Advertisement

Nonlinear Dynamics

, Volume 52, Issue 1–2, pp 51–70 | Cite as

Generating an adaptive multiresolution image analysis with compact cupolets

  • Kourosh Zarringhalam
  • Kevin M. Short
Original Paper

Abstract

We present an efficient control scheme for stabilizing unstable periodic orbits of chaotic systems. The resulting orbits are called cupolets and have been proven to be useful in the representation of oscillatory or quasi periodic signals such as appear in music and image compression (Short et al., AES 118th Convention preprint 6446, May 2005; Short et al., AES 119th Convention preprint 6588, October 2005). In this paper we show that these cupolets can be used effectively to produce an adaptive basis for the space of real-valued functions of a discrete variable. From this basis, we construct a multiresolution analysis which allows for the approximation of signals at different resolution levels and apply it to image compression. This adaptive multiresolution analysis provides an interesting continuum between Fourier analysis and wavelet analysis.

Keywords

Controlling chaos Cupolets Image compression Signal processing Unstable periodic orbits 

Preview

Unable to display preview. Download preview PDF.

Unable to display preview. Download preview PDF.

References

  1. 1.
    Short, K.M., Garcia, R.A., Daniels, M., Curley, J., Glover, M.: An introduction to the koz scalable audio compression technology. AES 118th Convention preprint 6446 (May 2005) Google Scholar
  2. 2.
    Short, K.M., Garcia, R.A., Daniels, M.: Scalability in koz audio compression technology. AES 119th Convention preprint 6598 (October 2005) Google Scholar
  3. 3.
    Curry, J.H.: An algorithm for finding closed orbits. In: Global Theory of Dynamical Systems, vol. 819, pp. 111–120. Springer, New York (1979) CrossRefGoogle Scholar
  4. 4.
    Gregorio, S.D.: The study of periodic orbits of dynamical systems. The use of a computer. J. Stat. Phys. 38, 947–972 (1985) MATHCrossRefGoogle Scholar
  5. 5.
    Schwartz, I.B.: Estimating regions of existence of unstable periodic orbits using computer-based techniques. SIAM J. Numer. Anal. 20, 106–120 (1983) MATHCrossRefMathSciNetGoogle Scholar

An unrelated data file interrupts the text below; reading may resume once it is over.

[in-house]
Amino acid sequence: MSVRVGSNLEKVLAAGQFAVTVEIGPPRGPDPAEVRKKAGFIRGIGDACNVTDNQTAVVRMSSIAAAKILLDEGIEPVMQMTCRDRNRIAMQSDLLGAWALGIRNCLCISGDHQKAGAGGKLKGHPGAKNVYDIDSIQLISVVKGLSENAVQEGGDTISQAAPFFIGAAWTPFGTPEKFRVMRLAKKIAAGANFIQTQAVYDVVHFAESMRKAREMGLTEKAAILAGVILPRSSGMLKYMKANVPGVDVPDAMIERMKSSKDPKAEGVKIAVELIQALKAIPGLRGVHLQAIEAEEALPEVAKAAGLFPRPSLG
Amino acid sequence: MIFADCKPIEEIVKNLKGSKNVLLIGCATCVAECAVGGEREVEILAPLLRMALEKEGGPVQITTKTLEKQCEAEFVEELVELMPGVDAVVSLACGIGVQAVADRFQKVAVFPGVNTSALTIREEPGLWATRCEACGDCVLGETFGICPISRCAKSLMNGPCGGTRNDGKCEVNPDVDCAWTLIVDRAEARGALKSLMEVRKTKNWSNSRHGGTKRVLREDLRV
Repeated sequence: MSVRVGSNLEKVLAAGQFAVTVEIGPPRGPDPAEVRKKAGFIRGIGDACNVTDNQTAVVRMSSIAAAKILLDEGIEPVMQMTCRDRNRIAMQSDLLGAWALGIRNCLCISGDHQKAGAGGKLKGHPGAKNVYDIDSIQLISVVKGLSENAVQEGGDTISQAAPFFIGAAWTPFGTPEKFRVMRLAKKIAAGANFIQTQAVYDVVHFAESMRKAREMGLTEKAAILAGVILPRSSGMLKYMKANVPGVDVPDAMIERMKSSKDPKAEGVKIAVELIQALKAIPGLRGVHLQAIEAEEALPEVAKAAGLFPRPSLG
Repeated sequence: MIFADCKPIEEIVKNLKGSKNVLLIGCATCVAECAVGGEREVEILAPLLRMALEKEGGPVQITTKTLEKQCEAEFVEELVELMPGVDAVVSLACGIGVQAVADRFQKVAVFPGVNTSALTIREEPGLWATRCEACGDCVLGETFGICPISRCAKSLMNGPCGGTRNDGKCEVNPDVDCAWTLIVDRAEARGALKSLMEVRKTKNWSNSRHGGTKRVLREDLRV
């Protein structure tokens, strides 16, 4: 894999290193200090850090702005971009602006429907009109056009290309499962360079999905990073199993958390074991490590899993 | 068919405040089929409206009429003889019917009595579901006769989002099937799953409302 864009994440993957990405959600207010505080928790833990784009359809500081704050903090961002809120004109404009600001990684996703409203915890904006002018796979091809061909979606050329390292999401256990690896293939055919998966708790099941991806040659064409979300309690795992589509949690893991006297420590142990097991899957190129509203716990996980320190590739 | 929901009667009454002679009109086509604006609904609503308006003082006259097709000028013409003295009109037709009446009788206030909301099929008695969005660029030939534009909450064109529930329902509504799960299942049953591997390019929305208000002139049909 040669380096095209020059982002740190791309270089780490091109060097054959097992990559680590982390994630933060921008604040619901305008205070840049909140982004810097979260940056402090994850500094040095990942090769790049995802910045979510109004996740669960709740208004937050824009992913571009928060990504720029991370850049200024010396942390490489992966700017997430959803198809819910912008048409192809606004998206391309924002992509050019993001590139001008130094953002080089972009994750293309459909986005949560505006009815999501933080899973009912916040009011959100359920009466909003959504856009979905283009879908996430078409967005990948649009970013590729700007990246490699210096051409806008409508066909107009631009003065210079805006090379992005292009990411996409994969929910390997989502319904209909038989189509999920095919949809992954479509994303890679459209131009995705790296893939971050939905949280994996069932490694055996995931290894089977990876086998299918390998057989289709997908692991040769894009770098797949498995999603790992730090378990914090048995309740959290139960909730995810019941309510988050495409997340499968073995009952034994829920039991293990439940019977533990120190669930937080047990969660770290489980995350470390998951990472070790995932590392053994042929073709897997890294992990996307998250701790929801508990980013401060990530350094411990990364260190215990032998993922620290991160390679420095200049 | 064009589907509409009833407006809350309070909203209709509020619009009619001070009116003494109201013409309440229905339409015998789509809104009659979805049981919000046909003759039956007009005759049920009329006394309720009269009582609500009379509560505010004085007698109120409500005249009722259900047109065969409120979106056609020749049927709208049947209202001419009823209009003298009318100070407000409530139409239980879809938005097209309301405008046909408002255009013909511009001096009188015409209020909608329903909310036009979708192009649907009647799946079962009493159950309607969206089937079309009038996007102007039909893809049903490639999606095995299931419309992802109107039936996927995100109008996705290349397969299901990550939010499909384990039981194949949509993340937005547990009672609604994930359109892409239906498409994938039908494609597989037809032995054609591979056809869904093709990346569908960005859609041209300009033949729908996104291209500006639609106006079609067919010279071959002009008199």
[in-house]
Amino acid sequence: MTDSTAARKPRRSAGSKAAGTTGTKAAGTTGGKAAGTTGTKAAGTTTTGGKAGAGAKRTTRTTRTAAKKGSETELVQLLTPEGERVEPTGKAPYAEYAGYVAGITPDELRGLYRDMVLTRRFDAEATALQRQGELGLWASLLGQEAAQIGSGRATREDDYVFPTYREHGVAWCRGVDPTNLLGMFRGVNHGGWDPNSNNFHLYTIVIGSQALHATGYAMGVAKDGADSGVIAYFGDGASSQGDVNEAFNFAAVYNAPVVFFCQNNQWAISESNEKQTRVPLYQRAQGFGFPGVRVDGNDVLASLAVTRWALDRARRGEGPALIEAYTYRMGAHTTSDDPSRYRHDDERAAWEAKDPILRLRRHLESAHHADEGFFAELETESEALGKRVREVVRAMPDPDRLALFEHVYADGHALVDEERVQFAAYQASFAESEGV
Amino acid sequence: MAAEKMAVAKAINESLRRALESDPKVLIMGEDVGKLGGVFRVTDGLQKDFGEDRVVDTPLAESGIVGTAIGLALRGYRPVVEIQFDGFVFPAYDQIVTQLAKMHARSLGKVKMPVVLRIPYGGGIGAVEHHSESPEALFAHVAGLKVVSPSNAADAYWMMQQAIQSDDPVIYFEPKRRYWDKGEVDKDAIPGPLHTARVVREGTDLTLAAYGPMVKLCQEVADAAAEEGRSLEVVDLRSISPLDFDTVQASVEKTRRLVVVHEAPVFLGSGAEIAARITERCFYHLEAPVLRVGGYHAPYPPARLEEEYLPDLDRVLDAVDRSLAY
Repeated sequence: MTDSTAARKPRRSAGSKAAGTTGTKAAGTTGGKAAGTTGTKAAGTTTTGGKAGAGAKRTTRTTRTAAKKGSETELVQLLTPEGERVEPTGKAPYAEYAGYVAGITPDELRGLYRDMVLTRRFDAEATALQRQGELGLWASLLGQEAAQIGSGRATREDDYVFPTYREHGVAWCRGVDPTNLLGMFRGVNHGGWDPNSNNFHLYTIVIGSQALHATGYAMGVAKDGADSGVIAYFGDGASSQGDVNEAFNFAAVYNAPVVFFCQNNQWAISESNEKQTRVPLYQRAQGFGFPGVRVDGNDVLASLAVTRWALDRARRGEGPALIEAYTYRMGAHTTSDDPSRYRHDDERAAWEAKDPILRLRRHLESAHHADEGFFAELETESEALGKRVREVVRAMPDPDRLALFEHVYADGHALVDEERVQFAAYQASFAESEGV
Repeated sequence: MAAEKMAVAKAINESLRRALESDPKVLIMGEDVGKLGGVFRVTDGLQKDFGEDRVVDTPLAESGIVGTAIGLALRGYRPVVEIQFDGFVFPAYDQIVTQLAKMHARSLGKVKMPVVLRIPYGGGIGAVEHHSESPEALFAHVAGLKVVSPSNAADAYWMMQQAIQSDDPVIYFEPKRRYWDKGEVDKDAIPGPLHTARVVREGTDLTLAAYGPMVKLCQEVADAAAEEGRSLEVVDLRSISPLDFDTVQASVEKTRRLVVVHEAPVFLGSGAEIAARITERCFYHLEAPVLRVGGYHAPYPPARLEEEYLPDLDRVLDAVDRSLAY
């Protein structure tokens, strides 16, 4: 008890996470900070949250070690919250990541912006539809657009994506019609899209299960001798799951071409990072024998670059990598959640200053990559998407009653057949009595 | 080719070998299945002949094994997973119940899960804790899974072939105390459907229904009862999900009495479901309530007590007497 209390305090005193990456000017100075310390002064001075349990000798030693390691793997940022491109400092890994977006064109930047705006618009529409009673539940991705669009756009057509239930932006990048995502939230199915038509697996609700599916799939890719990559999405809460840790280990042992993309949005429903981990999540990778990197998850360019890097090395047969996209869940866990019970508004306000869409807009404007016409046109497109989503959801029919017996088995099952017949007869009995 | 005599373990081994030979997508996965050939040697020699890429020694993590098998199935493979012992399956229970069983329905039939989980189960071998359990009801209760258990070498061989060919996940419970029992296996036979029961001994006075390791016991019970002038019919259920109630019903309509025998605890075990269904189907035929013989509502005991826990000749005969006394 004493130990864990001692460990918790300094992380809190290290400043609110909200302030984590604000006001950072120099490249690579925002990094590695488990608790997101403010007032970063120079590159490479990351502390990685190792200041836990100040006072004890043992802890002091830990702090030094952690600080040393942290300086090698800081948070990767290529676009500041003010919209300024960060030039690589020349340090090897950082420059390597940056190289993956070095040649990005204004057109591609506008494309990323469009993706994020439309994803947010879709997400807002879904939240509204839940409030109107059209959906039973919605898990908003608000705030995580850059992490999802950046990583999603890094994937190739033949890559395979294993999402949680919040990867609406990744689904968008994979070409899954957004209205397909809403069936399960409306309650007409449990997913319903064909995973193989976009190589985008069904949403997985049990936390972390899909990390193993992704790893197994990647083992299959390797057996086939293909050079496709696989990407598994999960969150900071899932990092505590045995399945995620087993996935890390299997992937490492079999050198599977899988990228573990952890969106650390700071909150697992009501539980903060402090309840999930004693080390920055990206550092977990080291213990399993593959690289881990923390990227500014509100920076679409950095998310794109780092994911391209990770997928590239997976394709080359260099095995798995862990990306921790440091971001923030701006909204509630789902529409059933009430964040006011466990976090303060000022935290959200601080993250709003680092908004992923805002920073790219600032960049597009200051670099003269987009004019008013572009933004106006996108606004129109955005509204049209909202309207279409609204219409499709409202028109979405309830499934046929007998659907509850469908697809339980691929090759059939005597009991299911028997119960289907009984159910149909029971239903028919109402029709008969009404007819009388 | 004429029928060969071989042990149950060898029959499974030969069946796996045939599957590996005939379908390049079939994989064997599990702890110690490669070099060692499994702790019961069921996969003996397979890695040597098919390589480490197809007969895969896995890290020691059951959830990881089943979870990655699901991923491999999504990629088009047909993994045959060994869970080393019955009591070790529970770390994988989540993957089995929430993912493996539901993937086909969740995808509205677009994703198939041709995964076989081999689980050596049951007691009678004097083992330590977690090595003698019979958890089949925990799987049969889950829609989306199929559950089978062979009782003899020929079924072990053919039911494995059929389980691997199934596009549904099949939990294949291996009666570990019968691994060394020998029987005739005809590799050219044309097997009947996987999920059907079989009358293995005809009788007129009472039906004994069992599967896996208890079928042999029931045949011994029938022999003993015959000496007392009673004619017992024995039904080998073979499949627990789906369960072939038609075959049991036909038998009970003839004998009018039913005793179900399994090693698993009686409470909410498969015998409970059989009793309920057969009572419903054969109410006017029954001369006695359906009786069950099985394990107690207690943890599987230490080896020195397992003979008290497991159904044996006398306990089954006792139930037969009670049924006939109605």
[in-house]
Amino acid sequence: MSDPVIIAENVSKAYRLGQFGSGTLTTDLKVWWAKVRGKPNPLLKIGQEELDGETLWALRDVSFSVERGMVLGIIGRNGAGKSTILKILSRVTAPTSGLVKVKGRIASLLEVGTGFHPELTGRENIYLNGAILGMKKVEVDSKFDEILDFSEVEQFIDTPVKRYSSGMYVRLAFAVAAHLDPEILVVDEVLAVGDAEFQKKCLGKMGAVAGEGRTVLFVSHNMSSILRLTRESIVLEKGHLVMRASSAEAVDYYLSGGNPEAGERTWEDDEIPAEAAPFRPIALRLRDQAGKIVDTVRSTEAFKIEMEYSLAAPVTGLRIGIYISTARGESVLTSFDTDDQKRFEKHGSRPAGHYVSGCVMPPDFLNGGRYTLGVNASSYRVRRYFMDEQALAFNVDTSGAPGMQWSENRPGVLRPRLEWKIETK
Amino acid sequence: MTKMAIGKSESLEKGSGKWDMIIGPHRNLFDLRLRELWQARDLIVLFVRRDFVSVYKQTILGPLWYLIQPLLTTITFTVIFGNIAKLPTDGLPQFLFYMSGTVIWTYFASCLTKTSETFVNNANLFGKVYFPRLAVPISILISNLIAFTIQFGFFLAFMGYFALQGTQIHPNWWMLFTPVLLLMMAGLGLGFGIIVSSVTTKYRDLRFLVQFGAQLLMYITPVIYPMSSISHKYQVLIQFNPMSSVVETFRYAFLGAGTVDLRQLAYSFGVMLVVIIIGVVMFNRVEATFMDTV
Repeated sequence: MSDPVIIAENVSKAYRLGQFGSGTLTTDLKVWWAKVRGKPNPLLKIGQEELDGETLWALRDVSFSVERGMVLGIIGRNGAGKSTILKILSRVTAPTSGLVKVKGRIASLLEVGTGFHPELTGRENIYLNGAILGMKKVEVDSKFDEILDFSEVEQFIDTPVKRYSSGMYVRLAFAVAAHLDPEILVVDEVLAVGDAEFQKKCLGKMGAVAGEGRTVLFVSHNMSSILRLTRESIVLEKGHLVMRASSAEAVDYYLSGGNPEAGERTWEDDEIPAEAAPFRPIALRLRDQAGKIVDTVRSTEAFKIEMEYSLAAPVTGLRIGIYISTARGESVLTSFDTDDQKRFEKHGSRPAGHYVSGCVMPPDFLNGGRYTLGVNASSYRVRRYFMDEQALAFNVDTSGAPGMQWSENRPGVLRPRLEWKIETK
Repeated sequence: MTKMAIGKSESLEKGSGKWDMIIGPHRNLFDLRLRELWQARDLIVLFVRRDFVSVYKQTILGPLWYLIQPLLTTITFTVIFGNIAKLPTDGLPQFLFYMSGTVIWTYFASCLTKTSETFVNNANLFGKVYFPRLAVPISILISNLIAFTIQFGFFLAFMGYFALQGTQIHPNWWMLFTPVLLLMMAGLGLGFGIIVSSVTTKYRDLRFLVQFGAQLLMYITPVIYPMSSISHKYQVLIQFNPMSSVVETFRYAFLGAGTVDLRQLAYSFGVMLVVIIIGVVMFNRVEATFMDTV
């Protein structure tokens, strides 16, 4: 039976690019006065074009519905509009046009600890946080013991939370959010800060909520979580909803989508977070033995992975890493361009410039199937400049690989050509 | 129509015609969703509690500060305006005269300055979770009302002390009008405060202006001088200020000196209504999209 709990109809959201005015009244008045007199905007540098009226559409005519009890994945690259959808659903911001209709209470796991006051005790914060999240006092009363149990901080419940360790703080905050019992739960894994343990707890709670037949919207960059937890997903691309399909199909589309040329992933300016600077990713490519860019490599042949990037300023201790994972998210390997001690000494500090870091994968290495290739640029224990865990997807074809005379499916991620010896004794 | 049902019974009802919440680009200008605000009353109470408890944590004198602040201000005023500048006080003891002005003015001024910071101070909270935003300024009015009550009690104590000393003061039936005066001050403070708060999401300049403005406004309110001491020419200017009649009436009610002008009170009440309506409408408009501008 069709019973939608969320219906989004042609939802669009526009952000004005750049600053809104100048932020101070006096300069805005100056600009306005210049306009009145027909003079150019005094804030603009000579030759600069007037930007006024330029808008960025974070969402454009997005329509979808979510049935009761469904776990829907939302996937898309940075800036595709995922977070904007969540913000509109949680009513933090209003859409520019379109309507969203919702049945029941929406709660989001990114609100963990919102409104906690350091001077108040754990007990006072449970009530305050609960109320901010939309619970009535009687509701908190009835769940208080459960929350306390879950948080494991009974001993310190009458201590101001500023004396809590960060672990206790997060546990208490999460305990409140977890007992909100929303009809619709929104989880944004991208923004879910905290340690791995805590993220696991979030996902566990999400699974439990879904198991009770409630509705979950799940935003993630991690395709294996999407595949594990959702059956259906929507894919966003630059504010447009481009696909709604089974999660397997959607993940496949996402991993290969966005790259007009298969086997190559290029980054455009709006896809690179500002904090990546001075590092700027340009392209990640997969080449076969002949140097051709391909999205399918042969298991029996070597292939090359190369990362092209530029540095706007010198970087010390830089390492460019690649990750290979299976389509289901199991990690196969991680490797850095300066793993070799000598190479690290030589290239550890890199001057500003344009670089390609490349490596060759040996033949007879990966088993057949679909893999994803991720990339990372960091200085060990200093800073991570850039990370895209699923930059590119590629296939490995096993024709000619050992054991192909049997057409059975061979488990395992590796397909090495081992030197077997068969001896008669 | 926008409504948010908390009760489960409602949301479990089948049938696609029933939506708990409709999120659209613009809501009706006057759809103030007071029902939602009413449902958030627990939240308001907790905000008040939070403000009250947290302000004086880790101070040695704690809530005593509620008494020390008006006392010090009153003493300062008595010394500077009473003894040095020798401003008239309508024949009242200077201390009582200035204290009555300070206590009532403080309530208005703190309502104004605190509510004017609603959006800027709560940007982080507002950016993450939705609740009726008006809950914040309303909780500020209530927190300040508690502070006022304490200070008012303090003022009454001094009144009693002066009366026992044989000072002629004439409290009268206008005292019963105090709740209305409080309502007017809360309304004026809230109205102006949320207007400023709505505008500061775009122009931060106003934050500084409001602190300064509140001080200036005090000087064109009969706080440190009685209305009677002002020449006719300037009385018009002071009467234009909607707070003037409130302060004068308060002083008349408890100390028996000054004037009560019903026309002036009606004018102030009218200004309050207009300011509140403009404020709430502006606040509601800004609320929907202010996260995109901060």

6. 6.
    Sparrow, C.: The Lorenz Equations: Bifurcations, Chaos, and Strange Attractors. Springer, New York (1982) MATHGoogle Scholar
  7. 7.
    Grebogi, C., Hammel, S.M., Yorke, J.A., Sauer, T.: Shadowing of physical trajectories in chaotic dynamics: Containment and refinement. Phys. Rev. Lett. 65, 1527–1530 (1990) MATHCrossRefMathSciNetGoogle Scholar
  8. 8.
    Coomes, B.A., Koçak, H., Palmer, K.J.: Shadowing orbits of ordinary differential equations. J. Comput. Appl. Math. 52, 35–43 (1994) MATHCrossRefMathSciNetGoogle Scholar
  9. 9.
    Coomes, B.A., Koçak, H., Palmer, K.J.: Long periodic shadowing. Numer. Algorithms 14, 55–78 (1997) MATHCrossRefMathSciNetGoogle Scholar
  10. 10.
    Parker, A.T.: Topics in chaotic secure communication. PhD thesis, University of New Hampshire (1999) Google Scholar
  11. 11.
    Short, K.M., Parker, A.T.: Security issues in chaotic communications. In: SIAM Conference on Dynamical Systems, Snowbird, UT, May 23–27 (1999) Google Scholar
  12. 12.
    Ott, E., Grebogi, C., Yorke, J.A.: Controlling chaos. Phys. Rev. Lett. 64, 1196–1199 (1990) MATHCrossRefMathSciNetGoogle Scholar
  13. 13.
    Hayes, S., Grebogi, C., Ott, E.: Communicating with chaos. Phys. Rev. Lett. 70, 3031–3034 (1993) CrossRefGoogle Scholar
  14. 14.
    Hayes, S., Grebogi, C., Ott, E., Mark, A.: Experimental control of chaos for communication. Phys. Rev. Lett. 73, 1781–1784 (1994) CrossRefGoogle Scholar
  15. 15.
    Beer, T.: Walsh transforms. Am. J. Phys. 49, 466–472 (1981) CrossRefGoogle Scholar
  16. 16.
    Petukhov, A.: Periodic discrete wavelets. Algebra Anal. 8, 151–183 (1996) MathSciNetGoogle Scholar

Copyright information

© Springer Science+Business Media, Inc. 2007

Authors and Affiliations

  1. 1.Department of Mathematics and StatisticsUniversity of New HampshireDurhamUSA

Personalised recommendations